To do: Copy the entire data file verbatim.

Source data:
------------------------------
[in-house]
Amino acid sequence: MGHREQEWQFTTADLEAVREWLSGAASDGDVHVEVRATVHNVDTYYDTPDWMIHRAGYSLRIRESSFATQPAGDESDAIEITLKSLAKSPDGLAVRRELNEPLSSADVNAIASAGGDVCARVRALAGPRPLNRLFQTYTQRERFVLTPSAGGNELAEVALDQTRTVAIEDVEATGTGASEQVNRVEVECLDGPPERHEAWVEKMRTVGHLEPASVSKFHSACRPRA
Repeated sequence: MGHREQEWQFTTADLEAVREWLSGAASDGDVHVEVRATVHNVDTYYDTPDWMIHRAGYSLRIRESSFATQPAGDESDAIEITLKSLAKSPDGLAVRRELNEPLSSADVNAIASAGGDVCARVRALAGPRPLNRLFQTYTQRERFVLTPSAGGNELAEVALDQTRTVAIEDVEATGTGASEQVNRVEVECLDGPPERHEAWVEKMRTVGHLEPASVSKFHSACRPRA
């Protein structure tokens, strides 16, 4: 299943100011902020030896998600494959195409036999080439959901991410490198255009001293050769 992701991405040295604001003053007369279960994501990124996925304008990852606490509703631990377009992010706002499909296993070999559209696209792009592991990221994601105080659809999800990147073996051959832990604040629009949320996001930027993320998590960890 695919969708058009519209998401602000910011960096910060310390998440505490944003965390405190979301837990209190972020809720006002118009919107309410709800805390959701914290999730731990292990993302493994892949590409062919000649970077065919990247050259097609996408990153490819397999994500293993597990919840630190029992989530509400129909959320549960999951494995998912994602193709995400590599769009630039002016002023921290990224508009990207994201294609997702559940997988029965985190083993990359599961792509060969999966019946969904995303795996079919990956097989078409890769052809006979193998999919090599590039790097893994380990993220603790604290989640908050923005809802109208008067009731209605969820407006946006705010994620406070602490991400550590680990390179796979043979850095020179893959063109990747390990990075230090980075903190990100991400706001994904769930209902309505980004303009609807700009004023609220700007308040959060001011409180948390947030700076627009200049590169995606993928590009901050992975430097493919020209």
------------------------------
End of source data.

[in-house]
Amino acid sequence: MGHREQEWQFTTADLEAVREWLSGAASDGDVHVEVRATVHNVDTYYDTPDWMIHRAGYSLRIRESSFATQPAGDESDAIEITLKSLAKSPDGLAVRRELNEPLSSADVNAIASAGGDVCARVRALAGPRPLNRLFQTYTQRERFVLTPSAGGNELAEVALDQTRTVAIEDVEATGTGASEQVNRVEVECLDGPPERHEAWVEKMRTVGHLEPASVSKFHSACRPRA
Repeated sequence: MGHREQEWQFTTADLEAVREWLSGAASDGDVHVEVRATVHNVDTYYDTPDWMIHRAGYSLRIRESSFATQPAGDESDAIEITLKSLAKSPDGLAVRRELNEPLSSADVNAIASAGGDVCARVRALAGPRPLNRLFQTYTQRERFVLTPSAGGNELAEVALDQTRTVAIEDVEATGTGASEQVNRVEVECLDGPPERHEAWVEKMRTVGHLEPASVSKFHSACRPRA
């Protein structure tokens, strides 16, 4: 299943100011902020030896998600494959195409036999080439959901991410490198255009001293050769 992701991405040295604001003053007369279960994501990124996925304008990852606490509703631990377009992010706002499909296993070999559209696209792009592991990221994601105080659809999800990147073996051959832990604040629009949320996001930027993320998590960890 695919969708058009519209998401602000910011960096910060310390998440505490944003965390405190979301837990209190972020809720006002118009919107309410709800805390959701914290999730731990292990993302493994892949590409062919000649970077065919990247050259097609996408990153490819397999994500293993597990919840630190029992989530509400129909959320549960999951494995998912994602193709995400590599769009630039002016002023921290990224508009990207994201294609997702559940997988029965985190083993990359599961792509060969999966019946969904995303795996079919990956097989078409890769052809006979193998999919090599590039790097893994380990993220603790604290989640908050923005809802109208008067009731209605969820407006946006705010994620406070602490991400550590680990390179796979043979850095020179893959063109990747390990990075230090980075903190990100991400706001994904769930209902309505980004303009609807700009004023609220700007308040959060001011409180948390947030700076627009200049590169995606993928590009901050992975430097493919020209």